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97 per cent of children in care missing out on mentors

Children in care should be offered ‘independent visitors’ where it is in their interests

Only three in 100 children in care in England are getting the independent support they may be entitled to by law, new research by Barnardo's and the National Independent Visitor Development Project reveals.

Every child in care in England has the right to an adult mentor who 'visits, befriends and advises' them, if it is in their interests (s 23ZB of the Children Act 1989).

But the study found two in three local authorities have a waiting list for children in care to be matched with an independent visitor. In places where there is no waiting list, these mentoring services are often little known or may not exist at all.

To make sure children receive the support they are legally entitled to, Barnardo's and the National Independent Visitor Project are asking government, local authorities and voluntary sector organisations to consider signing up to a new set of quality standards.

Barnardo's Chief Executive Javed Khan said:

"Every single child needs an adult they can trust, who will be there for them and stay by their side no matter what life throws their way.

"I urge Theresa May to ensure mentors are in place for young people who are at risk of dropping out of education, training or employment. Children in care already have a right to a mentor, but sadly our research shows they aren't getting the support they need.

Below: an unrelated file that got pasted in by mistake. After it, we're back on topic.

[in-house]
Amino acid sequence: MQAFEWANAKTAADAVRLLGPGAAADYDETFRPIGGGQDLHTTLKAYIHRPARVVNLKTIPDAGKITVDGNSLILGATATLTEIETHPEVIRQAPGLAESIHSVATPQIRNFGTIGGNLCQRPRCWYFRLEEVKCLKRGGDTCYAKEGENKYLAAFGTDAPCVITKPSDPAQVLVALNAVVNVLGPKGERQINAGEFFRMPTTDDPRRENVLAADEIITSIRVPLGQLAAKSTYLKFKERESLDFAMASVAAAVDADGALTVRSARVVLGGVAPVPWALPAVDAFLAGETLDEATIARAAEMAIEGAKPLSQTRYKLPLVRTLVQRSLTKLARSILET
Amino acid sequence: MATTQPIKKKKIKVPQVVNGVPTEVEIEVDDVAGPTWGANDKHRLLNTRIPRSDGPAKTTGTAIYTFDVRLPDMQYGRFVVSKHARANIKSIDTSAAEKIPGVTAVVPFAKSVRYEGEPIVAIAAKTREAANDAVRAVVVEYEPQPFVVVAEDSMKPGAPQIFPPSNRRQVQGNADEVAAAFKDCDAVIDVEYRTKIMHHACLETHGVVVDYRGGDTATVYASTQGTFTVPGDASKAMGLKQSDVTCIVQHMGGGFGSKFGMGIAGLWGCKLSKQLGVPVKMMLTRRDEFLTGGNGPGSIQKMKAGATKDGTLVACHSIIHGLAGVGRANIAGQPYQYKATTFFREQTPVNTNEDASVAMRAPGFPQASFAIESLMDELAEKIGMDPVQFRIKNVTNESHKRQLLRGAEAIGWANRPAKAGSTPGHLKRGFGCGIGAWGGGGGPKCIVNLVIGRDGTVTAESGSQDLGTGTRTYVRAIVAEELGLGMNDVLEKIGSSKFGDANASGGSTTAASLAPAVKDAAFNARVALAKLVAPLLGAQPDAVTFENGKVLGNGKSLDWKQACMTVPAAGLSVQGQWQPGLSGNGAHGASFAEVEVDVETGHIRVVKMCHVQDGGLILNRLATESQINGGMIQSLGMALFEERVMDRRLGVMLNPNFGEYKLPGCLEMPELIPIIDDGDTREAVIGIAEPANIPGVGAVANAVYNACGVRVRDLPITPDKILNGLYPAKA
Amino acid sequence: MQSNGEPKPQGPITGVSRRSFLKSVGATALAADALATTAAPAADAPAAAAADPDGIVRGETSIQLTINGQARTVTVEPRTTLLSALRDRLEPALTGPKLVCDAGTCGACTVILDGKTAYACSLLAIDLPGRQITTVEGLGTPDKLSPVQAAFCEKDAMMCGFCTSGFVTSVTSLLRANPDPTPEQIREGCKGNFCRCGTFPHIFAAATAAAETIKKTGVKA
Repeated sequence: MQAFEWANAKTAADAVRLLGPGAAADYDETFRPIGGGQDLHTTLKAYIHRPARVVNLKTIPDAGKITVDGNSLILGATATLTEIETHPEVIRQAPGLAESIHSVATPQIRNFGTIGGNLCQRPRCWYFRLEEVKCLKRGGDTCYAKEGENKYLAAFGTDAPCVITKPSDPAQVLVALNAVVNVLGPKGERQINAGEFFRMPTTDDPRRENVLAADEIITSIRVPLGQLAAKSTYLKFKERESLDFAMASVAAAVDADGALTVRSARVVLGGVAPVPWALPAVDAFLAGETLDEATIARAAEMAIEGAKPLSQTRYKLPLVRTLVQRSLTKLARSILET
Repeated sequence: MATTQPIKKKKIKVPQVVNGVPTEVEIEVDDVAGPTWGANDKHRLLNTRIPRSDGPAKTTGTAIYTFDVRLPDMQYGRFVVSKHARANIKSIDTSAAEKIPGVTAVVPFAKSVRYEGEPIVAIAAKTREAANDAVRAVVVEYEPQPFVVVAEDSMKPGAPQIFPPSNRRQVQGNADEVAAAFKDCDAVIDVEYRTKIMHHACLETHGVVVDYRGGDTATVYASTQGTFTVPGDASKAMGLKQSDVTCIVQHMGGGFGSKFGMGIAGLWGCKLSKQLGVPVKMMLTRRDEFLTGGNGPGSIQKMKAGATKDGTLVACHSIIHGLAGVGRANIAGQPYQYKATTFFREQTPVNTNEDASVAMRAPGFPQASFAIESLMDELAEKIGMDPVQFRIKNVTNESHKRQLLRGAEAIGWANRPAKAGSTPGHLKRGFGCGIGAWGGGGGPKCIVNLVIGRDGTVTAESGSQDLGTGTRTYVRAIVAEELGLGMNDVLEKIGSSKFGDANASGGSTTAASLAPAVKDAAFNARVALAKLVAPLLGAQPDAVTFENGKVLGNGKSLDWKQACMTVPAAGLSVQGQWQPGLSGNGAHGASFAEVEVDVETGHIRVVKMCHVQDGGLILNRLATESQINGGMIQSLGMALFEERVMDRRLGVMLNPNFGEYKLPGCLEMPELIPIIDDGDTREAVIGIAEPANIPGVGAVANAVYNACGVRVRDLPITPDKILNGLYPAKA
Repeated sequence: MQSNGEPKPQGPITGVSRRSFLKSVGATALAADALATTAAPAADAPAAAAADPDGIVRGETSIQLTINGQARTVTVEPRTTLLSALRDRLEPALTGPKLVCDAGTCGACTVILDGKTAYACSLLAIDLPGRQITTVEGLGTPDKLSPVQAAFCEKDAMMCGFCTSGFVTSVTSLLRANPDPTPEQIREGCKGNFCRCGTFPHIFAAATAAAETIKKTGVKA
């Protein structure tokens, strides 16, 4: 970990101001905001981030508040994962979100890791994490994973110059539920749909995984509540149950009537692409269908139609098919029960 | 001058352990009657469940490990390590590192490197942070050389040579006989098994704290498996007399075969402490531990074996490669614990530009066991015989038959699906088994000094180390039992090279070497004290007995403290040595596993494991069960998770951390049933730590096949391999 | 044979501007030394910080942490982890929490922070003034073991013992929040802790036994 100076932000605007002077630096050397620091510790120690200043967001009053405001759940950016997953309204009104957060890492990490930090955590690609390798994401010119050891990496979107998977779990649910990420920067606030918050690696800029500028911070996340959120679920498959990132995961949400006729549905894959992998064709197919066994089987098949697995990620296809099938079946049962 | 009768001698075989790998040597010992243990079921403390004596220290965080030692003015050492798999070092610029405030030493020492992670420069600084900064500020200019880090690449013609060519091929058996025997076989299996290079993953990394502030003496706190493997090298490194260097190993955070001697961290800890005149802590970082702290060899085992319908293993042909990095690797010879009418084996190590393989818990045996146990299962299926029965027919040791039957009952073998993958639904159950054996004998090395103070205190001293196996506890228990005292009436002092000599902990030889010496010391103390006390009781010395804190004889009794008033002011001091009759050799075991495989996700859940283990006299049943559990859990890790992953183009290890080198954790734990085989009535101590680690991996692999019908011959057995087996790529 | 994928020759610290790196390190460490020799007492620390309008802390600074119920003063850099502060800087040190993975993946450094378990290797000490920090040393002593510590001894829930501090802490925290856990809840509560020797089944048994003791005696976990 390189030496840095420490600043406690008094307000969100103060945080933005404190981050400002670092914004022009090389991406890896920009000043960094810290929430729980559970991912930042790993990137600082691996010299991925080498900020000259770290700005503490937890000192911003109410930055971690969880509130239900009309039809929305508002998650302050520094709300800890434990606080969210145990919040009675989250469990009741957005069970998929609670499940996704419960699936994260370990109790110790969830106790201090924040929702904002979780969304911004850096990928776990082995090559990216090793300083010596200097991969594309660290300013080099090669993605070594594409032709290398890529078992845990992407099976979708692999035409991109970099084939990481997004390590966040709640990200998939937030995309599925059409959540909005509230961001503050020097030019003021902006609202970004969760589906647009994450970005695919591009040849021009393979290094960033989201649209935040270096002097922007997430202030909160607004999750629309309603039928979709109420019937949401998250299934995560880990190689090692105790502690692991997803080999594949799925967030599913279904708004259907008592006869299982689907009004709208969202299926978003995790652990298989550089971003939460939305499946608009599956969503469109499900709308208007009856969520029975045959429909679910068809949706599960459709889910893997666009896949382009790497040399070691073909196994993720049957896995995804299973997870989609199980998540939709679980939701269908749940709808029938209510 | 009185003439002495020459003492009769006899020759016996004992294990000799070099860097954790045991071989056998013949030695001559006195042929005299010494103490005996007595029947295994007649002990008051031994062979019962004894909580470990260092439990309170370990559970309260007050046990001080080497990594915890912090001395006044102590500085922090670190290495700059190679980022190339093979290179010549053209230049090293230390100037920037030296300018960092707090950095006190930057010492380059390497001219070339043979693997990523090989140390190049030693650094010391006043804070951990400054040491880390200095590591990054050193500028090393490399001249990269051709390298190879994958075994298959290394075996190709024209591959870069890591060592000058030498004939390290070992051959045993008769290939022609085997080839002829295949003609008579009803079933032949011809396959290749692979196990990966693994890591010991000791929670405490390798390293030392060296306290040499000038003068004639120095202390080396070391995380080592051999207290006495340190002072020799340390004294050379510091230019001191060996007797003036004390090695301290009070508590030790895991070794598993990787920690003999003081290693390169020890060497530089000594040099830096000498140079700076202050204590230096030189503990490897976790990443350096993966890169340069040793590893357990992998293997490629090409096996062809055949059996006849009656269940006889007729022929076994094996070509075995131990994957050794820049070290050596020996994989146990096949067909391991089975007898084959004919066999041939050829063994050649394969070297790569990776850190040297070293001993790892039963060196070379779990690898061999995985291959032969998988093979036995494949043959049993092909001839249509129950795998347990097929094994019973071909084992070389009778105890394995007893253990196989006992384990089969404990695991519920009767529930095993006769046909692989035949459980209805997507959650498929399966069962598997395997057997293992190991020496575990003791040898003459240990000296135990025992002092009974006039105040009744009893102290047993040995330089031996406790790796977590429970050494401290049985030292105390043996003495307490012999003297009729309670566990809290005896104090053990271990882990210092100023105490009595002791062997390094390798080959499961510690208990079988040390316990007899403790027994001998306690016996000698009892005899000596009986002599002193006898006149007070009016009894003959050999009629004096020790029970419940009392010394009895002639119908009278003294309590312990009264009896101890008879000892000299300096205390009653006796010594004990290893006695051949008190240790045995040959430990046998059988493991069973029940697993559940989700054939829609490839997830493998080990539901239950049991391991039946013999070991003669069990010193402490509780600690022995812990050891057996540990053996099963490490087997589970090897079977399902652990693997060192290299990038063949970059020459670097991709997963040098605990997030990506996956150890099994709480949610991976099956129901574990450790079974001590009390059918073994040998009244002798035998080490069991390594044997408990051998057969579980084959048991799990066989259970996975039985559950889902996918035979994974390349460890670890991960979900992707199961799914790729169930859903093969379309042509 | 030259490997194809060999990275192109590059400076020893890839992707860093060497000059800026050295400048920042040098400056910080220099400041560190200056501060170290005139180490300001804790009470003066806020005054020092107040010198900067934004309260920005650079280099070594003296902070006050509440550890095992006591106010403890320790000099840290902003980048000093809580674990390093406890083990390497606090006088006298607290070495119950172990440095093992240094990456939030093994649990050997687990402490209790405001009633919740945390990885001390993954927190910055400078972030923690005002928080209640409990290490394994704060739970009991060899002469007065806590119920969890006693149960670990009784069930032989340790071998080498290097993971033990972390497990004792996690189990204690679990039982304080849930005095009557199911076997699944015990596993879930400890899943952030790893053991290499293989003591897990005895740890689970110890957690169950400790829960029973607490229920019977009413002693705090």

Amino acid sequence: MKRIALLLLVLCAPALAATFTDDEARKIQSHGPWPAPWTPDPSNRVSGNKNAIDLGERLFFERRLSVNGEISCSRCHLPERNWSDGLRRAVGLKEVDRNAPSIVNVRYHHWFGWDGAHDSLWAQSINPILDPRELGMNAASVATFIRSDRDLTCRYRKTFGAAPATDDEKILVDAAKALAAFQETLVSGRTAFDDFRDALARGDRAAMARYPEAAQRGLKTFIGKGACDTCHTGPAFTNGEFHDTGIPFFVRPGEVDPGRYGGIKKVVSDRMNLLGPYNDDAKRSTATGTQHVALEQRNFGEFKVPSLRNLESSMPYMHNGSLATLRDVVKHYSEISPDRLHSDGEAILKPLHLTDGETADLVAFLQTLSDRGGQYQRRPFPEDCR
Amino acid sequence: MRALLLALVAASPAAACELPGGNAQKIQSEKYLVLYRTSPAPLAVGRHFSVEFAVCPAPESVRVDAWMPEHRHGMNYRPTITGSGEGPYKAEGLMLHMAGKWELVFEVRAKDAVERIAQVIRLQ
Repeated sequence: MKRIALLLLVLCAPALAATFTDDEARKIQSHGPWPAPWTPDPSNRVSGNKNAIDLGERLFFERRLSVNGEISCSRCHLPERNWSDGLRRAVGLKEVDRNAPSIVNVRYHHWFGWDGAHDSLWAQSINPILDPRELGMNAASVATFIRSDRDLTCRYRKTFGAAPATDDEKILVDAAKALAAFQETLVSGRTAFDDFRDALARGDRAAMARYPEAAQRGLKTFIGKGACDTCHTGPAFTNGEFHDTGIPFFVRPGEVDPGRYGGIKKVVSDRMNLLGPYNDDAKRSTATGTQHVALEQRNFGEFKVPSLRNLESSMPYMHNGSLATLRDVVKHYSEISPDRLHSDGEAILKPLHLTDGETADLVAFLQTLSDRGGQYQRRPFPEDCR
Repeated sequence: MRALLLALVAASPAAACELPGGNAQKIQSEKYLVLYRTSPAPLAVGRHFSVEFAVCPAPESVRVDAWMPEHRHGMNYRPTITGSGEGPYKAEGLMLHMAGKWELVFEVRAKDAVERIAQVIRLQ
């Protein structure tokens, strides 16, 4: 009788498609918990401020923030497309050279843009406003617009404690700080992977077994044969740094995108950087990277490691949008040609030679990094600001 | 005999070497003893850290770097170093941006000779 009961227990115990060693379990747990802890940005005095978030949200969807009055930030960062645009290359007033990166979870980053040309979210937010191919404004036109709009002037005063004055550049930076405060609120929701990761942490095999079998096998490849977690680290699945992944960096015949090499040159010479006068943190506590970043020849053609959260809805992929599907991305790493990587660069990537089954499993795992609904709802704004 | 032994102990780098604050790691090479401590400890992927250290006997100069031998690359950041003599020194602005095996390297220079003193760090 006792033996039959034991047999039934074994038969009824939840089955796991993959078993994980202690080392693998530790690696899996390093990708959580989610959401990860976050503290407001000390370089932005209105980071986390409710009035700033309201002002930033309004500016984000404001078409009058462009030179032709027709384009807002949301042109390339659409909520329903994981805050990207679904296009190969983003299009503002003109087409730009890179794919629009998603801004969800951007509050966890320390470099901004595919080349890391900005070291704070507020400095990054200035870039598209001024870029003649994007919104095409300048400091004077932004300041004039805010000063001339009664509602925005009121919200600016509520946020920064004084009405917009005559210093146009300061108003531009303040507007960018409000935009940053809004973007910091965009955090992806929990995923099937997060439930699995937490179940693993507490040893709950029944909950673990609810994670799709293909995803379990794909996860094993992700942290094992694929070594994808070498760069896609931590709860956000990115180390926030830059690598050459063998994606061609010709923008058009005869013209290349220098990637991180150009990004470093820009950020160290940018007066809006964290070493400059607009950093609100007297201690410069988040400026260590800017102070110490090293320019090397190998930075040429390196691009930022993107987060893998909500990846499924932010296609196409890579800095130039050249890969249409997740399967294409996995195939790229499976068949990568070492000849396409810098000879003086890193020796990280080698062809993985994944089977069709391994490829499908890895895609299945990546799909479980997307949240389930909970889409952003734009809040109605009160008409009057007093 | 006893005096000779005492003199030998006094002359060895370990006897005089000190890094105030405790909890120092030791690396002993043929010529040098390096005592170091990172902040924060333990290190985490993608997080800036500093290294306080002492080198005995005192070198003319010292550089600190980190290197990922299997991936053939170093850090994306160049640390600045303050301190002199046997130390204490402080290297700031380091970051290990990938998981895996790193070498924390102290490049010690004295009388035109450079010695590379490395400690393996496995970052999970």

"A key aim of the Government's new strategy for care leavers is to support them into adult life. Providing enough mentors and signing up to the new, quality standards for independent visitors will help it achieve this."

The quality standards aim to ensure all looked after children understand their right to an independent visitor; services are designed to suit the needs and views of the child; proper processes are in place to recruit and train independent visitors then match them with the right children; and monitor the positive impact of those matches over the long term.

An independent visitor is a volunteer who is carefully matched with a young person so they can build a positive, consistent and supportive relationship, spending quality time together outside of the typical care system environment.

Walks in the park, visits to museums and galleries and chats over coffee are among the experiences that a young person might share with their independent visitor, who will stay with them over a period of years even as the child moves to a new foster home or changes social worker.

Fore the research, pleaseclick here.